Concussions associated with an increased risk of subsequent suicide

1. In a retrospective review of over 235 000 adults, the diagnosis of a concussion was associated with a significantly increased long-term risk of suicide compared to the general population.

Evidence Rating Level: 3 (Average)       

Study Rundown: Concussions, or mild traumatic brain injury (mTBI) affect over 1.74 million people in the United States annually and have been associated with significant short- and long-term neurological and psychiatric sequelae. Previous studies have demonstrated an association between mTBIs and subsequent risk of suicide within the military population. However, there has been limited data on this risk withinn the civilian population. The purpose of this large retrospective cohort study was to explore the relationship of mTBIs and subsequent suicide in the community setting.

The study reviewed the outcomes of over 235 000 adult patients with a diagnosis of mTBI over a 20-year period. At the conclusion of the study, adults who experienced an mTBI demonstrated a three-fold increase in the rate of subsequent suicides compared to the population average. This increased risk persisted after adjusting for patient’s demographics and was independent of a person’s past psychiatric conditions. Interestingly, adults who experience mTBI on a weekend demonstrate an even greater risk of subsequent suicides compared to patients who experience mTBI on a weekday. The results of this study highlight mTBIs as a potentially important risk factor in the assessment of self-harm. However, the study is limited by the retrospective nature, which did not analyze key factors which may affect the rate of suicide such as alcohol consumption or antidepressant use. Additional observational trials are warranted to analyze these potentially important associations.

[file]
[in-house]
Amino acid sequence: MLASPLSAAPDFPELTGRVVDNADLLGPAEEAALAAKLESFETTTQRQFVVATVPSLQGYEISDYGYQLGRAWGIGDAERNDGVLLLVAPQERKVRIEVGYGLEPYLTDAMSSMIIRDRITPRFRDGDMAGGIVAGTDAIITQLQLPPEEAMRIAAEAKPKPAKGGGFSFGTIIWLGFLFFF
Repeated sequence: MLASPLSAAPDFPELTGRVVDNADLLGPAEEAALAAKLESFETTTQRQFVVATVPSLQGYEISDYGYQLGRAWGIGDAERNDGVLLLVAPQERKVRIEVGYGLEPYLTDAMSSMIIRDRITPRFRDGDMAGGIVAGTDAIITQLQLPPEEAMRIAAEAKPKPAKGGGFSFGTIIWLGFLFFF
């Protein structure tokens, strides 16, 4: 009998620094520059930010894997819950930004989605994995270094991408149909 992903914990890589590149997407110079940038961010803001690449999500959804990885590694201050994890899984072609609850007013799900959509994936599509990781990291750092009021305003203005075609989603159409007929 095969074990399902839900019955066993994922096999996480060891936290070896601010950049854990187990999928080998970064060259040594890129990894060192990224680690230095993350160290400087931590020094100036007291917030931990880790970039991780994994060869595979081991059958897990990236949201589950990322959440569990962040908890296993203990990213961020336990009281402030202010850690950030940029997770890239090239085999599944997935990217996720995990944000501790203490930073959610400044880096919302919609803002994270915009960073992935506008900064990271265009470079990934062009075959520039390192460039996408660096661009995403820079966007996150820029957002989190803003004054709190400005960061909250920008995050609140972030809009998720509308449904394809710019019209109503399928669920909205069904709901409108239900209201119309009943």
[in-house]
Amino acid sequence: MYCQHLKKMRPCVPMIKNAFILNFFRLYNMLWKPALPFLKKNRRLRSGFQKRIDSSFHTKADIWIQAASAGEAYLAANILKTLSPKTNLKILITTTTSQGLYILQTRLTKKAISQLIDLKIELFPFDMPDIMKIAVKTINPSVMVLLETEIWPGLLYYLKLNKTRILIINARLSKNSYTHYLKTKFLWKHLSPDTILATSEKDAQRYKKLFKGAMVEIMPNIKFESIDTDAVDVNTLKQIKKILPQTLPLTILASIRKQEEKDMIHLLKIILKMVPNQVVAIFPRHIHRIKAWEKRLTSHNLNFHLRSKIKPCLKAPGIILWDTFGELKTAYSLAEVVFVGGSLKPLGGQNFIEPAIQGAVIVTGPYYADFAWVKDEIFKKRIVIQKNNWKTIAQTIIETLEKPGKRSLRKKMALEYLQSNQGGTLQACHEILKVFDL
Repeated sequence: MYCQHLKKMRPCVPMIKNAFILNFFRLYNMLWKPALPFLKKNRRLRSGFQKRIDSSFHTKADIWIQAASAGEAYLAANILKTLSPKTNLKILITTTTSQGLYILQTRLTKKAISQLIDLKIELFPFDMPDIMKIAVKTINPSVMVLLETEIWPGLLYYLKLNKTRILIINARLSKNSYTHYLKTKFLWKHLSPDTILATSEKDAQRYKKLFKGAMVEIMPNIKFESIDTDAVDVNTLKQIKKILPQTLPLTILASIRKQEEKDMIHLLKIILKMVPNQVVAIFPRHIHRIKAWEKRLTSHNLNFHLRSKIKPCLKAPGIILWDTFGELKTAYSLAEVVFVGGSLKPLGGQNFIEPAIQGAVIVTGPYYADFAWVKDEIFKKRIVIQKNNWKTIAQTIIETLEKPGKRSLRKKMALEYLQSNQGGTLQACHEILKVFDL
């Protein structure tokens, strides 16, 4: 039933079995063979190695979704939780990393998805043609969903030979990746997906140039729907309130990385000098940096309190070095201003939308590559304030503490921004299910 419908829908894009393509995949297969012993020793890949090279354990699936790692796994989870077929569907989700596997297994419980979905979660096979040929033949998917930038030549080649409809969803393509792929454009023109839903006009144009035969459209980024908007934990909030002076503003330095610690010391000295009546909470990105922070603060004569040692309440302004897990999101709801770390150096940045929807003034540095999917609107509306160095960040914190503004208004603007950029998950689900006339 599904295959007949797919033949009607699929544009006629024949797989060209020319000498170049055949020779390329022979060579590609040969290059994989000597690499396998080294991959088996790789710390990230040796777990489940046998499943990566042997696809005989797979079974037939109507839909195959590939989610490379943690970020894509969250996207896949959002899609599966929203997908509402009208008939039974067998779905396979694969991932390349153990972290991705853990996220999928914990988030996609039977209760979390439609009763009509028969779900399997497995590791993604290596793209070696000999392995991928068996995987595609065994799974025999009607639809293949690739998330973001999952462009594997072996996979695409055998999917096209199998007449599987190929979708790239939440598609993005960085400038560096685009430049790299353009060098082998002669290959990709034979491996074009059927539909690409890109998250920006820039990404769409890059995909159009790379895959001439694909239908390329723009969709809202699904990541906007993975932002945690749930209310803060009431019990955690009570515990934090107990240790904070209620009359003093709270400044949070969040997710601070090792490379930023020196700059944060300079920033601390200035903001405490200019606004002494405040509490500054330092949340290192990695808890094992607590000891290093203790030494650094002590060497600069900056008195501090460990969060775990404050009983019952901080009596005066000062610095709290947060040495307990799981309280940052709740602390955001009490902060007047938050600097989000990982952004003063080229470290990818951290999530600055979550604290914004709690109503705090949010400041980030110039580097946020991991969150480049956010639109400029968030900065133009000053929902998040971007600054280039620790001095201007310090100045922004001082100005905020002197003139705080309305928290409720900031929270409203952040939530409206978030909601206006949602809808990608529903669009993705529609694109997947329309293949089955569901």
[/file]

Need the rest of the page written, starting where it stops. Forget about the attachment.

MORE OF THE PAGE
Click to read the study in CMAJ

Relevant Reading: Does a history of mild traumatic brain injury increase suicide risk in veterans with PTSD?

In-Depth [retrospective cohort]: This was a study of 235 110 adult patients with a diagnosis of concussion in Ontario, Canada from 1992 to 2012. Patient information were collected from physician claims data from the Ontario Health Insurance Plan database. The major exclusion criteria were patients who were admitted to hospital within 2 days of injury. The outcome of interest was the frequency of suicide during the study period. Overall, the mean age was 41 years, 86% of the participants lived in an urban area, and 52% were male. At the conclusion of the trial, 667 suicides occurred in the study period, equating to a mortality rate of 31 deaths per 100 000 patients annually. This was 3 times greater than the population average in Ontario. Additionally, adults who experienced concussions over the weekend demonstrated significantly higher risk of suicide compared to adults who experienced concussions on a weekday (RR: 1.36; 95%CI: 1.14 to 1.64).

Image: CC/Wiki/Sander van der Wel 

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